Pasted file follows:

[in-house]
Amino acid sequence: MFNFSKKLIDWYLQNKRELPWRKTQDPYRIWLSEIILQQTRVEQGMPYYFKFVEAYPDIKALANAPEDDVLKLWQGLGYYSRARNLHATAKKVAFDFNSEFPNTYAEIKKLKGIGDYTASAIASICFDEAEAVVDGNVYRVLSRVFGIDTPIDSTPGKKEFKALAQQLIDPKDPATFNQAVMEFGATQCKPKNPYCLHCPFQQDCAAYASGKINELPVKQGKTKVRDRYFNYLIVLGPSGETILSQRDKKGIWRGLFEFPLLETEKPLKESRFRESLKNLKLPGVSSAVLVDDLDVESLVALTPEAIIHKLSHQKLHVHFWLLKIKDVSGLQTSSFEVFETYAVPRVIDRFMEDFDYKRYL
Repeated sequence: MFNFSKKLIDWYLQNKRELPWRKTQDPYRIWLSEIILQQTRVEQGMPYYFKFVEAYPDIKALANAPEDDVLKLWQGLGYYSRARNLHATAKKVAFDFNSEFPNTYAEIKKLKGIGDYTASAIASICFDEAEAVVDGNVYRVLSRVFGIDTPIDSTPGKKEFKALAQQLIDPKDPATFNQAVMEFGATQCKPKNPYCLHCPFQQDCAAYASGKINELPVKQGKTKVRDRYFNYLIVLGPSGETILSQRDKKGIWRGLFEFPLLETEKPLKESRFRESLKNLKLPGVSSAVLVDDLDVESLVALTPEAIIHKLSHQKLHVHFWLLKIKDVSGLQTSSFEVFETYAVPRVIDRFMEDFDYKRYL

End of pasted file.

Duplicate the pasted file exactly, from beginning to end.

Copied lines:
[in-house]
Amino acid sequence: MFNFSKKLIDWYLQNKRELPWRKTQDPYRIWLSEIILQQTRVEQGMPYYFKFVEAYPDIKALANAPEDDVLKLWQGLGYYSRARNLHATAKKVAFDFNSEFPNTYAEIKKLKGIGDYTASAIASICFDEAEAVVDGNVYRVLSRVFGIDTPIDSTPGKKEFKALAQQLIDPKDPATFNQAVMEFGATQCKPKNPYCLHCPFQQDCAAYASGKINELPVKQGKTKVRDRYFNYLIVLGPSGETILSQRDKKGIWRGLFEFPLLETEKPLKESRFRESLKNLKLPGVSSAVLVDDLDVESLVALTPEAIIHKLSHQKLHVHFWLLKIKDVSGLQTSSFEVFETYAVPRVIDRFMEDFDYKRYL
Repeated sequence: MFNFSKKLIDWYLQNKRELPWRKTQDPYRIWLSEIILQQTRVEQGMPYYFKFVEAYPDIKALANAPEDDVLKLWQGLGYYSRARNLHATAKKVAFDFNSEFPNTYAEIKKLKGIGDYTASAIASICFDEAEAVVDGNVYRVLSRVFGIDTPIDSTPGKKEFKALAQQLIDPKDPATFNQAVMEFGATQCKPKNPYCLHCPFQQDCAAYASGKINELPVKQGKTKVRDRYFNYLIVLGPSGETILSQRDKKGIWRGLFEFPLLETEKPLKESRFRESLKNLKLPGVSSAVLVDDLDVESLVALTPEAIIHKLSHQKLHVHFWLLKIKDVSGLQTSSFEVFETYAVPRVIDRFMEDFDYKRYL